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Devolution

What’s wrong with this picture?

This picture shows the physical changes in the homo sapien over time, the great and invincible human who stands up straight and thinks on a higher level than “lower” animals.   And look how we’ve changed.  Do you think we are improving overall?

The picture indicates that the peak of our fully-upright bipedal posture has come and gone, which means our overall ability to move is less than it used to be; clearly the guy on the right couldn’t compete physically with the one standing tall in the middle.  And some may say, so what?   Aren’t we smarter now?  Don’t we have gadgets to do everything?   Can’t we just live our lives from the computer, if we really want to, ordering our lives ready-made?   Who needs to move, anyway?

Can we function without upright posture?

Clearly, we can…to a point.   Our sedentary lives and stooped postures may leave us riddled with pain, zapped of energy, and unable to climb or run to safety if our lives depended on it (we’re sure they won’t), but we still think it’s worth the trade of sitting down for work, play, and anything in-between.   In fact, in our modern world it is feasible that someone could live their life from the computer, although the quality of that life would certainly be questionable.

The problem is that our brains really need us to regain a balanced posture in order to continue functioning at the high level humans have achieved.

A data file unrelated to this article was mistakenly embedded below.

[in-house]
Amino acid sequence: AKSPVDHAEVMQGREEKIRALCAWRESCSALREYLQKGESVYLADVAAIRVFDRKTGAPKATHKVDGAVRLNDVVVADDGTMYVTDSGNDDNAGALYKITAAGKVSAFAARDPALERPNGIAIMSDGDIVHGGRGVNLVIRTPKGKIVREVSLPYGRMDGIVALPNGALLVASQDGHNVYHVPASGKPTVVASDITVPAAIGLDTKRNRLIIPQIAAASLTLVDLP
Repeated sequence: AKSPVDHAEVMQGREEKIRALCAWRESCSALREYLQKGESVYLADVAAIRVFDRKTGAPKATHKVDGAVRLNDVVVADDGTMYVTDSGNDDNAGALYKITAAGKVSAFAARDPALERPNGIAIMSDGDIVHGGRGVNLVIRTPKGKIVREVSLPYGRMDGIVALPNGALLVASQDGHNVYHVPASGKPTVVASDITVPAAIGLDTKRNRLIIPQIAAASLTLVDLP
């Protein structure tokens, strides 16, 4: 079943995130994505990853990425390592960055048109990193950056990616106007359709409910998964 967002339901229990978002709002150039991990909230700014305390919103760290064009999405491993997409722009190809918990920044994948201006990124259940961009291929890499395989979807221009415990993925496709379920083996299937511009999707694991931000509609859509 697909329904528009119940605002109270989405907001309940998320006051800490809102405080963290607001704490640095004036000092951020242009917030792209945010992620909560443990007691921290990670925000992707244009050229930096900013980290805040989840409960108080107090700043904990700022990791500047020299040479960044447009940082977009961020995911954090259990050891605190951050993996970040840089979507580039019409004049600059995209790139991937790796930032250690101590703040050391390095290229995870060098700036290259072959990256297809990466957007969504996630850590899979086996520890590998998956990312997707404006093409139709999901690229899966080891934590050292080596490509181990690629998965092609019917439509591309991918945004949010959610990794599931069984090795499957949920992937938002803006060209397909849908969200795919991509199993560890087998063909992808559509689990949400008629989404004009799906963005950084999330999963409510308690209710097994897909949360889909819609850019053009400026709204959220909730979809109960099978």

Does our posture really affect our brain?

Oh, yes.   The upright posture and the development of the large human brain happened, necessarily, together.     The modern human brain requires the support of a fully erect spine in order to function healthily.

The full evolution of the human brain  came after the early hominids acquired upright posture which allowed them to make and use tools. It is subsequent to these developments that there was a sharp explosion in brain size…” (Brain Evolution, http://www.holisticeducator.com/brainevolution.htm)

The fully-upright human posture serves to balance the  heavy brain and to open a clear, straight passageway through the spine for the increasing message flow between body and brain.  A stooped posture is limited in the weight it can carry efficiently.   Besides that, the maintenance of that posture itself stimulates activity and growth in the brain that make us humans, well, human.

Standing itself may be classified as simple behaviour, but maintenance of the postural balance requires rapid processing of signals from the visual, vestibular and somatosensory systems (Nashner, 1976).”   Brain Activation During Maintenance of Standing Postures in Humans. http://brain.oxfordjournals.org/content/122/2/329.full

So the question is, do you think that our devolving spines continue to support our intellect over generations?